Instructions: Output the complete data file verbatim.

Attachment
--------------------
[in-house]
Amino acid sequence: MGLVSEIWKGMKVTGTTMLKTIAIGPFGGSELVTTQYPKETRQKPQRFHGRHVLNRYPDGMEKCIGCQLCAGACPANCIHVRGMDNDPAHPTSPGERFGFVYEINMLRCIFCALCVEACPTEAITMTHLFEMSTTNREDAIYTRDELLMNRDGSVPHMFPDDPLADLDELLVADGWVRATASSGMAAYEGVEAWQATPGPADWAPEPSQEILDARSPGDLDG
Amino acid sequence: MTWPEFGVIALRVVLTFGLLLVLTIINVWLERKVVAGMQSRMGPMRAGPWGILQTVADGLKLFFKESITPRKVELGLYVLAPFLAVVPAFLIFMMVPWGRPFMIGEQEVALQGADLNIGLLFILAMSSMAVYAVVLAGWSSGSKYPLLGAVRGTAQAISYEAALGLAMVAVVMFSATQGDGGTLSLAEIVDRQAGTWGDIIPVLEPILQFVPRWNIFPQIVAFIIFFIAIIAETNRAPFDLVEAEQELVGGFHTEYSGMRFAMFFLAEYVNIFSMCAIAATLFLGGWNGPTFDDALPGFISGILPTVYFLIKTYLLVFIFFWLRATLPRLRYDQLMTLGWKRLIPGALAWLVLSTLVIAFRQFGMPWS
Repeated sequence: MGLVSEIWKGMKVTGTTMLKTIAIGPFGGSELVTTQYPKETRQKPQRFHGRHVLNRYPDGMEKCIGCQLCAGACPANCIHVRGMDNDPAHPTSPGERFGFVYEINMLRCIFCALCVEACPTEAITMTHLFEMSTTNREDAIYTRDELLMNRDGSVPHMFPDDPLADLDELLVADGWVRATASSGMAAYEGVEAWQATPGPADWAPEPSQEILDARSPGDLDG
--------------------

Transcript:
[in-house]
Amino acid sequence: MGLVSEIWKGMKVTGTTMLKTIAIGPFGGSELVTTQYPKETRQKPQRFHGRHVLNRYPDGMEKCIGCQLCAGACPANCIHVRGMDNDPAHPTSPGERFGFVYEINMLRCIFCALCVEACPTEAITMTHLFEMSTTNREDAIYTRDELLMNRDGSVPHMFPDDPLADLDELLVADGWVRATASSGMAAYEGVEAWQATPGPADWAPEPSQEILDARSPGDLDG
Amino acid sequence: MTWPEFGVIALRVVLTFGLLLVLTIINVWLERKVVAGMQSRMGPMRAGPWGILQTVADGLKLFFKESITPRKVELGLYVLAPFLAVVPAFLIFMMVPWGRPFMIGEQEVALQGADLNIGLLFILAMSSMAVYAVVLAGWSSGSKYPLLGAVRGTAQAISYEAALGLAMVAVVMFSATQGDGGTLSLAEIVDRQAGTWGDIIPVLEPILQFVPRWNIFPQIVAFIIFFIAIIAETNRAPFDLVEAEQELVGGFHTEYSGMRFAMFFLAEYVNIFSMCAIAATLFLGGWNGPTFDDALPGFISGILPTVYFLIKTYLLVFIFFWLRATLPRLRYDQLMTLGWKRLIPGALAWLVLSTLVIAFRQFGMPWS
Repeated sequence: MGLVSEIWKGMKVTGTTMLKTIAIGPFGGSELVTTQYPKETRQKPQRFHGRHVLNRYPDGMEKCIGCQLCAGACPANCIHVRGMDNDPAHPTSPGERFGFVYEINMLRCIFCALCVEACPTEAITMTHLFEMSTTNREDAIYTRDELLMNRDGSVPHMFPDDPLADLDELLVADGWVRATASSGMAAYEGVEAWQATPGPADWAPEPSQEILDARSPGDLDG